Sometimes the market can coast along. Other times it hits you like a can of Four Loko.

Investors are unlikely to be paying too much attention to the market next week. It will actually be trading for less than four complete trading days. Gobble, gobble.

However, I will be paying attention because some of the companies reporting earnings next week aren't getting it done at a time when the economy is supposed to be clawing its way back.

Despite the heady market gains in recent weeks, there are still plenty of companies posting lower earnings than they did a year ago. Let's go over a few of the names that are expected to go the wrong way on the bottom line next week.

Company

Latest Quarter's EPS (estimated)

Year-Ago Quarter's EPS

Brocade (Nasdaq: BRCD) $0.13 $0.15
Citi Trends (Nasdaq: CTRN) ($0.01) $0.04
Jack in the Box (Nasdaq: JACK) $0.36 $0.70
KongZhong (Nasdaq: KONG) $0.04 $0.11
Campbell Soup (NYSE: CPB) $0.83 $0.87
Guess? (NYSE: GES) $0.59 $0.69
TiVo (Nasdaq: TIVO) ($0.17) ($0.06)

Source: Thomson Reuters.

Clearing the table
There will be more companies posting lower earnings next week, but these are just a few of the names that really jump out at me.

Brocade is a networking giant with carry-on baggage. It has disappointed the market in its most recent quarterly results. Monday's report may not be any better, with the pros targeting a small dip in profitability. It's still hard to bet against Brocade given the heavy consolidation that's been taking place in its industry, though something's not right when a stock has spent more than three years trading in the single digits.

Citi Trends once seemed like a promising retailer. It went where many mainstream apparel-heavy department stores did not, expanding deep in urban neighborhoods. The move paid off, but the fashions discounter has been meandering lately. It's projected to post a small deficit this time around. Don't panic. This is a seasonal business. However, it should be pointed out that Citi Trends did manage to squeeze out a small profit during the same quarter a year earlier.

Jack in the Box is the restaurateur behind the Qdoba quick-service Mexican dining chain and its namesake burger joint. Despite the success of Mickey D's, it seems that value meals aren't necessarily working for the rest of the industry.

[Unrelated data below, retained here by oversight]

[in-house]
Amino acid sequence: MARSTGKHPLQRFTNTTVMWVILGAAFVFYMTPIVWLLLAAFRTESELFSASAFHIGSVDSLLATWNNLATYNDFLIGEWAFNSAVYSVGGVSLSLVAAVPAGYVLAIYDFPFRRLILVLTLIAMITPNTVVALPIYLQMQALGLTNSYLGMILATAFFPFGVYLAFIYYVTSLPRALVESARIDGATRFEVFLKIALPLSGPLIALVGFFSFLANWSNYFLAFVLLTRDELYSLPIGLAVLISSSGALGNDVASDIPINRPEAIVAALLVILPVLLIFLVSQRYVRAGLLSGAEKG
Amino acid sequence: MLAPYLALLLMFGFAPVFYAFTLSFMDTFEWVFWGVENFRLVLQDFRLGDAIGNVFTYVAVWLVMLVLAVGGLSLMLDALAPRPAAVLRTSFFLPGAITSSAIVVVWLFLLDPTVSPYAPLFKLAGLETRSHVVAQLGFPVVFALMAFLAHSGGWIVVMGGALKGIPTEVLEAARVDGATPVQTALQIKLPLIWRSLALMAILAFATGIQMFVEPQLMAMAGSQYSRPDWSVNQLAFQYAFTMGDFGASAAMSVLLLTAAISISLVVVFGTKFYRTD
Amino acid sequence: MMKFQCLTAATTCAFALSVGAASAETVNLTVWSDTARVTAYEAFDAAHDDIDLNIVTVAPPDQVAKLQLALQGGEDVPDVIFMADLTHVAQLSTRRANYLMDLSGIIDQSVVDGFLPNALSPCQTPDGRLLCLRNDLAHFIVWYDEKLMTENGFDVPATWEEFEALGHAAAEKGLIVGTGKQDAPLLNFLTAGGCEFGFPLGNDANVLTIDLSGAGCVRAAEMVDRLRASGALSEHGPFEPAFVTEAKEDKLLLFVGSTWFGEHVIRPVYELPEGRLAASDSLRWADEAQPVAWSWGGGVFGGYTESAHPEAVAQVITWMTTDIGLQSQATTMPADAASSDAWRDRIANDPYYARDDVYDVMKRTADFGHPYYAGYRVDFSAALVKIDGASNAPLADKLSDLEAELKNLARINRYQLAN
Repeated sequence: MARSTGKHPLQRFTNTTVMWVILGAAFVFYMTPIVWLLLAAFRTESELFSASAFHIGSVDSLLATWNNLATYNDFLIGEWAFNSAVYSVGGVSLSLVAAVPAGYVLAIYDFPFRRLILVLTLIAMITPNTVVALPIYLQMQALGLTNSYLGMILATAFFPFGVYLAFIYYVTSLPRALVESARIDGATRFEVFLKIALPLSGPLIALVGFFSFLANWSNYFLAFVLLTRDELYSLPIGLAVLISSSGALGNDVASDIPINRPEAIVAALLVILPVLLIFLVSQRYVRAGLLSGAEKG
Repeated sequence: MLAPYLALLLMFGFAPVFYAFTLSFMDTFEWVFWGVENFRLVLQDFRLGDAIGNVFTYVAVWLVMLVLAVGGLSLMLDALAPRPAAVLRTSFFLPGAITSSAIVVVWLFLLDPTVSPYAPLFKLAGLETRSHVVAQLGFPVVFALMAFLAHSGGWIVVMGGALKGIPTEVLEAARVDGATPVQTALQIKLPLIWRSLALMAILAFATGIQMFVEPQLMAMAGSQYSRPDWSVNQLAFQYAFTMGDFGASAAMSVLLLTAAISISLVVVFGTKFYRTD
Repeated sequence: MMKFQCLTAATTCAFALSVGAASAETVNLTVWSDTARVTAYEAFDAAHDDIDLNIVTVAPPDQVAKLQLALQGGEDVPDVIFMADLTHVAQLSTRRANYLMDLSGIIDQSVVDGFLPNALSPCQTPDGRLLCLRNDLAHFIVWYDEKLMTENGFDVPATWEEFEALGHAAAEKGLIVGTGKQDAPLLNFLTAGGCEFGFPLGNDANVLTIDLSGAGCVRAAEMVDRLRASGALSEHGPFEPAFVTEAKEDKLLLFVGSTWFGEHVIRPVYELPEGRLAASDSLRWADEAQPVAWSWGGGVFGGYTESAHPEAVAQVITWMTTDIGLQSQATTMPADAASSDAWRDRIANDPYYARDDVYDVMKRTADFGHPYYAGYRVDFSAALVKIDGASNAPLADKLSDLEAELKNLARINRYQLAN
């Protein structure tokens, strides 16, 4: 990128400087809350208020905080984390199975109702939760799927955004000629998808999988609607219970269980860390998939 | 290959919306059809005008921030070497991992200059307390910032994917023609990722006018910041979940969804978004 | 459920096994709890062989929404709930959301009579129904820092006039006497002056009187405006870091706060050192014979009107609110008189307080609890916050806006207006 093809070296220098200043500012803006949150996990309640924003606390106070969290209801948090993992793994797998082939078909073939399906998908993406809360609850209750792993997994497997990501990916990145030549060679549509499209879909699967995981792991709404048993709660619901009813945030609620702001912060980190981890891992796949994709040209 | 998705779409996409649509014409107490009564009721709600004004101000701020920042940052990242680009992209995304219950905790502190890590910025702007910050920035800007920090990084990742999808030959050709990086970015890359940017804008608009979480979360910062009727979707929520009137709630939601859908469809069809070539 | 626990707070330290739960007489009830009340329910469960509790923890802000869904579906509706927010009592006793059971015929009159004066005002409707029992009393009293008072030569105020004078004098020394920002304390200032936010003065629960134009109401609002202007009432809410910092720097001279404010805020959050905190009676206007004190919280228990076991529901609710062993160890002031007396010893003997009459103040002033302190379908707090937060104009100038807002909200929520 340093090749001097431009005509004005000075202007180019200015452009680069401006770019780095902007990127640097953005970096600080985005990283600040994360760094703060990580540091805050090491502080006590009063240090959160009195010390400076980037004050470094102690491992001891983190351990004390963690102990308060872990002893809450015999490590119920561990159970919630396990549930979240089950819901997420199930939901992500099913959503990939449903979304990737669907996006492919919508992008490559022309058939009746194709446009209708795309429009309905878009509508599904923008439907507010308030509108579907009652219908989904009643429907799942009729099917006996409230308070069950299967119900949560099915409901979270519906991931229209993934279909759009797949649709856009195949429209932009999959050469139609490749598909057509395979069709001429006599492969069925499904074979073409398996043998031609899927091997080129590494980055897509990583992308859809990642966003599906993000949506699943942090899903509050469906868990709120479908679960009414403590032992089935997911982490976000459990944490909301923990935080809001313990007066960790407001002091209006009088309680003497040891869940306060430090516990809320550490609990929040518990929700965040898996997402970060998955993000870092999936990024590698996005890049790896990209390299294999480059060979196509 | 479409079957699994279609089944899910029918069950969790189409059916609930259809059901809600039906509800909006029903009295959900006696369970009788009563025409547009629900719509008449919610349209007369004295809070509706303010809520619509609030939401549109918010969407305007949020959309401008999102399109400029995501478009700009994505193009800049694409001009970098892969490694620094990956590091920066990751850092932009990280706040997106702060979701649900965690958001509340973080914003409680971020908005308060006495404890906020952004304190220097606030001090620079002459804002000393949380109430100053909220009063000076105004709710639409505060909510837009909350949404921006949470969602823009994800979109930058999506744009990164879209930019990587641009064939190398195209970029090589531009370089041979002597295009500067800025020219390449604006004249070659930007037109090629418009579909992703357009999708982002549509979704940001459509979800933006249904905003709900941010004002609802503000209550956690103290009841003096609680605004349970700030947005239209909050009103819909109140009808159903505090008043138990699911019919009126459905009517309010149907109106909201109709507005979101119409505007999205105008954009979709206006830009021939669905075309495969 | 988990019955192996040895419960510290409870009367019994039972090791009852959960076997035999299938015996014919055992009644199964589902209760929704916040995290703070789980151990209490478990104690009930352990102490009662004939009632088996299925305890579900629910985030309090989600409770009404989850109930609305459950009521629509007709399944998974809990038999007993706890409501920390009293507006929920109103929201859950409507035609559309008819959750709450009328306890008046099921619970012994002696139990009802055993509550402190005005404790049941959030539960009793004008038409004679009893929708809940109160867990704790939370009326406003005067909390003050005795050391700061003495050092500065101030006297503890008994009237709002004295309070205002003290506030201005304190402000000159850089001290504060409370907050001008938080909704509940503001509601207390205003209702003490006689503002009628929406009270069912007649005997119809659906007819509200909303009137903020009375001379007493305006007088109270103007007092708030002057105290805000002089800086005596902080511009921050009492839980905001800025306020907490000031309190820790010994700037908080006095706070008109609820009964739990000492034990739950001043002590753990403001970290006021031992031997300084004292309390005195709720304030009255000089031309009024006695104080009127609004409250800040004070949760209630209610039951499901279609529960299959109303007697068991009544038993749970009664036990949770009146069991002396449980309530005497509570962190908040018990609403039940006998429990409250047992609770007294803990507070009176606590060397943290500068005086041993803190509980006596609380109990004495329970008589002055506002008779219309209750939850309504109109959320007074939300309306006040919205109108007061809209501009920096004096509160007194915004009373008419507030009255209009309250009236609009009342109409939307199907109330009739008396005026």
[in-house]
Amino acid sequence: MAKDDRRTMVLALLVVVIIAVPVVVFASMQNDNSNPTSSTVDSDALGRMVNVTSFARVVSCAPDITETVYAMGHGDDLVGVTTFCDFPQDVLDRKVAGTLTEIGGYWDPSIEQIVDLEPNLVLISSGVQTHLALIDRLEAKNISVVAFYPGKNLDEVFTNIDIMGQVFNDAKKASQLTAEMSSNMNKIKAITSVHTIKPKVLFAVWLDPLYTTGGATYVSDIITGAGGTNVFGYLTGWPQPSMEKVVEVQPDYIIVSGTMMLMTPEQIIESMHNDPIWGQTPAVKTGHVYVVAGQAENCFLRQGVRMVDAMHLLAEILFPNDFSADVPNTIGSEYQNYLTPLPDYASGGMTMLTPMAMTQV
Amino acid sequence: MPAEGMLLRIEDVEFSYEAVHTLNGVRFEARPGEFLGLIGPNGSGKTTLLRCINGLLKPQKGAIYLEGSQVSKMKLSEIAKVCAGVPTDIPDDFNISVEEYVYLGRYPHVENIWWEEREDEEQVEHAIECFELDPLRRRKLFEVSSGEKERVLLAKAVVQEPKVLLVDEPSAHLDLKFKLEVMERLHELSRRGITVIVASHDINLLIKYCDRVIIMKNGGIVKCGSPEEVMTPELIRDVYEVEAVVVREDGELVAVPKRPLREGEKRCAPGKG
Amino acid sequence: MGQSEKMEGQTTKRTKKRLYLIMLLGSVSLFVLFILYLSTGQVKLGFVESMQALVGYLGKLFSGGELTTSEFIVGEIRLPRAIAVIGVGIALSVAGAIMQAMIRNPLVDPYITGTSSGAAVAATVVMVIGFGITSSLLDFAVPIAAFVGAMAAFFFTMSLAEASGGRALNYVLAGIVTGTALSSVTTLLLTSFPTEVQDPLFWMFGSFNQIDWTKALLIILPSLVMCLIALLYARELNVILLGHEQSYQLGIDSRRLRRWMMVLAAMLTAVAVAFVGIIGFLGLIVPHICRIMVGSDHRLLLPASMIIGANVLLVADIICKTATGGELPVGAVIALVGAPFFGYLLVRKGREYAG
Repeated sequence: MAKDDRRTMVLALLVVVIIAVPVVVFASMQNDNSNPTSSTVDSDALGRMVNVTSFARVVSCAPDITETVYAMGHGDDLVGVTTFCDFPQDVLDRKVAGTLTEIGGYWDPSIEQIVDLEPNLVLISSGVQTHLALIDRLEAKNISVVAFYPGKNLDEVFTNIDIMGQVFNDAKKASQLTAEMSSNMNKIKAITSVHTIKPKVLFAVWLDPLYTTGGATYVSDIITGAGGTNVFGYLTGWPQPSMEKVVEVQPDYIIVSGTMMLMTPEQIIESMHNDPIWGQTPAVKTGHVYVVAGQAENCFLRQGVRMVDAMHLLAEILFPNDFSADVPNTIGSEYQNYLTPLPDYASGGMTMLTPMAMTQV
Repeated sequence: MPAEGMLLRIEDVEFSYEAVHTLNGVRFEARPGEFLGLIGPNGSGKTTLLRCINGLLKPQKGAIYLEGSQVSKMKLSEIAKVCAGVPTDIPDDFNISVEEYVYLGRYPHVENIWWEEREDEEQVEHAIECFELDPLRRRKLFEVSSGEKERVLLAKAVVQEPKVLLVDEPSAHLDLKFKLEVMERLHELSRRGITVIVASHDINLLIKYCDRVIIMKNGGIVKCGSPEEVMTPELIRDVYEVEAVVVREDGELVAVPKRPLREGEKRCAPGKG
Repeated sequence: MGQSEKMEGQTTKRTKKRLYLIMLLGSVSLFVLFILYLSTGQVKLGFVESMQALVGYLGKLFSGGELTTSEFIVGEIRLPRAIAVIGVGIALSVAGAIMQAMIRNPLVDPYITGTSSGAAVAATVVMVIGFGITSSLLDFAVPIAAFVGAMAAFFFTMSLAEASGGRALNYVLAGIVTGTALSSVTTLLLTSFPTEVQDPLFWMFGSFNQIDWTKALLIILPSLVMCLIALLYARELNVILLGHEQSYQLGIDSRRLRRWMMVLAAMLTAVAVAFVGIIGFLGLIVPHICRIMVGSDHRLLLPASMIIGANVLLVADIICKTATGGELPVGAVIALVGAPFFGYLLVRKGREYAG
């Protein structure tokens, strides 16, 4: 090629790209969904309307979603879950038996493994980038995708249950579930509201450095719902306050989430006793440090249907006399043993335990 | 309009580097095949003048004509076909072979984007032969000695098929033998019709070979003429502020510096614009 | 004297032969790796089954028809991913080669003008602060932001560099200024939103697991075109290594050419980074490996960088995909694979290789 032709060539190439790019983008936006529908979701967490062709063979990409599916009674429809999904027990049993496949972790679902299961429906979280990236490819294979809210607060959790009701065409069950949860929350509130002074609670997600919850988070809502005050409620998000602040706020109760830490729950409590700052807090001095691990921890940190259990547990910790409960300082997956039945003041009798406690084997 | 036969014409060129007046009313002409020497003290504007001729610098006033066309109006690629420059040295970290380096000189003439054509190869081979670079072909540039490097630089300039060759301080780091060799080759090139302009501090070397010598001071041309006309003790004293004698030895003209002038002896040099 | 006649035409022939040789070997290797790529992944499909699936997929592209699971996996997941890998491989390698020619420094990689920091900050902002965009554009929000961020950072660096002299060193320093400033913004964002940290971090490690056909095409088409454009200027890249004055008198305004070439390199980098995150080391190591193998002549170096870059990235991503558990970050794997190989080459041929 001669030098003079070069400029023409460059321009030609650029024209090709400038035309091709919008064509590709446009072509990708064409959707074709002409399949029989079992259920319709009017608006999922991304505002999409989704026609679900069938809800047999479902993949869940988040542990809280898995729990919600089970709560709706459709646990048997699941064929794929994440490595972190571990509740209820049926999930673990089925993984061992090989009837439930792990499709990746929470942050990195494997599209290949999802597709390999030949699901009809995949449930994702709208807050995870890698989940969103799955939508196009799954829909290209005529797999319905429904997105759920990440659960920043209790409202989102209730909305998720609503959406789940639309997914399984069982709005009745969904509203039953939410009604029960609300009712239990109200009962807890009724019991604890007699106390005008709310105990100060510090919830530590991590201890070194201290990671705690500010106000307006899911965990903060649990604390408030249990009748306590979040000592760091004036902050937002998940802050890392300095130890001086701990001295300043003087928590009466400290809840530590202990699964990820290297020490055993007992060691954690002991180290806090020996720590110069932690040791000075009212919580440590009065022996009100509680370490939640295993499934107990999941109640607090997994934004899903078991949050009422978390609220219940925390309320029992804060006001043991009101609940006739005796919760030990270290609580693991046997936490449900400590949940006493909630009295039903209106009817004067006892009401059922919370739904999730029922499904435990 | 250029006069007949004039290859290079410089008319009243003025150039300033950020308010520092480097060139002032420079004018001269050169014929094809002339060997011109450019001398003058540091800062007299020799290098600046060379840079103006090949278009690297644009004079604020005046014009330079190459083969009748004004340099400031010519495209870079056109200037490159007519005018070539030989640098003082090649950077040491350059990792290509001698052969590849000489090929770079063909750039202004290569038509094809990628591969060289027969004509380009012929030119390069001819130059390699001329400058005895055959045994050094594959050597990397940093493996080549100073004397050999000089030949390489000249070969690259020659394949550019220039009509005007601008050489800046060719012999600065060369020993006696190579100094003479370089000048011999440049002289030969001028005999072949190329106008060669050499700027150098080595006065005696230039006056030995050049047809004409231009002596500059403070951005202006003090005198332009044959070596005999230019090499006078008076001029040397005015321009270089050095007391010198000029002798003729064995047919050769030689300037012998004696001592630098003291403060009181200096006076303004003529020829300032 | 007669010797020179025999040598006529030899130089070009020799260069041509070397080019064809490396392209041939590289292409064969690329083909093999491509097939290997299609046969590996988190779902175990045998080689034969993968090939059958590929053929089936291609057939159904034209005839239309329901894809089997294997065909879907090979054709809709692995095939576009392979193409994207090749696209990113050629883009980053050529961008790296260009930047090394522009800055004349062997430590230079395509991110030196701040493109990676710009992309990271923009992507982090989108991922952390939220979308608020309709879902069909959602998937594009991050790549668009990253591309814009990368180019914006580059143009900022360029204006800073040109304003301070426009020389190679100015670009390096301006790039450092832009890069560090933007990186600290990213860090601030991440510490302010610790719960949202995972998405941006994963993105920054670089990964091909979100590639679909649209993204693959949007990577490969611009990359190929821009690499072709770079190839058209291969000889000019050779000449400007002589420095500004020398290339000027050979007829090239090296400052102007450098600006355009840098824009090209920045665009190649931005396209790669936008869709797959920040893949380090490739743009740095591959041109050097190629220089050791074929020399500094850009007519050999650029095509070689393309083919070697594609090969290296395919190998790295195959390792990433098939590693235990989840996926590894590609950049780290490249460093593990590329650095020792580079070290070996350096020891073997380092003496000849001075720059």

KongZhong toils away in one of China's earlier growth industries, but providing value-added wireless services these days is a tough racket. A heavy-handed regulatory environment and hesitant wireless carriers have made for tough times for the wireless content providers.

Campbell Soup isn't as "M'm, M'm, Good" as its soups these days. The food giant warned last week that deep promotions from rival soup makers were eating into its domestic sales. It's a shame. Food stocks used to be all-weather investments, but all's unfair in love and price wars.

Guess? is the fashionable apparel brand that was reporting record earnings not that long ago. Is its bottom line going retro these days? Not so fast. Guess? has beaten Wall Street's quarterly profit estimates consistently for years. It has a high hurdle to clear next week, but history gives it a shot here.

Finally, we have TiVo. Despite a brief profitable run, the patent-wielding DVD pioneer is back in red ink these days. It's also been shedding subscribers, as couch potatoes turn to cheaper DVR boxes or just rely on the cloud to stream the shows they've missed.

Why the long face, short-seller?
These seven companies have seen better days. The market has rewarded many of these stocks with reasonable gains over the past year, but they still haven't earned those upticks.

The good news here is that Wall Street already expects these companies to deliver shrinking bottom lines. In other words, the bad news is already baked into the shares.

The more I think about it, the less worried I become.

Motley Fool Options has recommended writing covered calls on Guess?. The Fool owns shares of Guess? and Jack in the Box. Try any of our Foolish newsletter services free for 30 days. We Fools may not all hold the same opinions, but we all believe that considering a diverse range of insights makes us better investors.

Longtime Fool contributor Rick Munarriz wonders if his contrarian heart will ever be happy. He does not own shares in any of the companies in this story. He is also part of the Rule Breakers newsletter research team, seeking out tomorrow's ultimate growth stocks a day early. The Fool has a disclosure policy.